Cardinal Donald W. Wuerl announced today that an Anglican ordinariate in the United States will be canonically erected on Jan. 1, 2012, the Solemnity of Mary, the Mother of God.
The U.S. bishops approved adding optional memorials for Blessed Pope John Paul II and Blessed Marianne Cope to the U.S. Proper of Saints calendar.
Despite multiple legislative and judicial efforts to fight the Defense of Marriage Act, senators and legal experts agree that the law will most likely not be repealed in coming months.
The new apostolic nuncio to the United States extended Pope Benedict’s love and greetings to the Catholic Church in America in his first address to the U.S. bishops since his Oct. 19 appointment.
The U.S. bishops must be “watchmen for the Church” in defending religious freedom, said Bishop William E. Lori of Bridgeport, Conn., head of the bishops’ new committee on religious liberty.
The U.S. bishops must work to “renew the appeal of the Church,” which has wounds, like Christ did, said Archbishop Timothy M. Dolan in his first presidential address to the bishops' conference.
Twenty-seven U.S. senators requested information on how the Department of Health and Human Services graded applicants for anti-trafficking grants and asked why the U.S. bishops’ Migration and Refugee Services was denied one.
A new book on blasphemy and apostasy laws shows the dangers that intolerant policies pose to freedom of speech in both Muslim countries and the Western world.
Supreme Court justice Clarence Thomas denounced his colleagues’ decision not to hear a case that would have allowed them to establish a clear standard for judging religious displays on government property.
An upcoming Mississippi ballot initiative will give voters the chance to extend the legal definition of “person” to include unborn children, from the beginning of their biological development.
A group of nearly 40 Catholic lay individuals has issued a statement urging “harmony and understanding among all faiths” in the upcoming U.S. presidential election and “rejecting bigoted questions and comments about personal religious beliefs.”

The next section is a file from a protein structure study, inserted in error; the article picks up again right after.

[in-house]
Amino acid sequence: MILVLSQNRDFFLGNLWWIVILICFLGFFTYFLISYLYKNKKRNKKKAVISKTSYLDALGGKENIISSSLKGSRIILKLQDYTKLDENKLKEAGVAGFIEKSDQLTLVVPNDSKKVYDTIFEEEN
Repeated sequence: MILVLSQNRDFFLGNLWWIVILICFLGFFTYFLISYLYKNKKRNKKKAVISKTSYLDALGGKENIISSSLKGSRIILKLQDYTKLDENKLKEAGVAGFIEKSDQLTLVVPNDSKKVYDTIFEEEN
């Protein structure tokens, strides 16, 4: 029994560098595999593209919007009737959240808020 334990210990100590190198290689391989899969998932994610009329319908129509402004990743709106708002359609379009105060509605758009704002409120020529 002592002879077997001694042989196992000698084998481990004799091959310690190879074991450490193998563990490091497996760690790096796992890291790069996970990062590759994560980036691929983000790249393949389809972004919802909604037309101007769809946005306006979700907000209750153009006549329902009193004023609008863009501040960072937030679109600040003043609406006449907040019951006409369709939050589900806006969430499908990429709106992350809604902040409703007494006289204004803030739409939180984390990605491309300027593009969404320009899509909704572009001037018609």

New information about the Department of Health and Human Services’ failure to renew a $19 million grant to the U.S. Catholic bishops’ program for human trafficking victims has prompted complaints of religious discrimination.
Republican presidential hopeful Herman Cain reaffirmed his opposition to Planned Parenthood, an organization that he describes as the perpetrator of a black genocide.
Marriage advocates are warning that a repeal of the U.S. Defense of Marriage Act could have disastrous consequences for the nation, including the further erosion of religious liberty and a continued effort to legalize multiple-partner relationships.
Former Speaker of the House Newt Gingrich said Catholics should pray about the decision of whom to support for public office and then vote according to their consciences.
A formal legal complaint filed against Catholic University of America in Washington, D.C. is being strongly denounced by both Catholics and Muslims, who deny that Muslim students are being discriminated against by the university’s display of Catholic imagery and symbolism.
Republican presidential candidate Rick Santorum says that reason does not conflict with his Catholic faith, but rather works with it to guide his political decisions.
The U.S. bishops’ point man on religious liberty urged the U.S. Congress to protect the right to religious freedom in America because of several actions taken by the Obama administration.
The newly-installed rector of Theological College in Washington, D.C. believes the priesthood in the U.S. has entered a period of renewal and that this will help revitalize the rest of the Church.
Cardinal Donald W. Wuerl of Washington, D.C. dedicated the new Blessed John Paul II Seminary at a Mass on Oct. 22, the first feast day of the recently beatified Pope.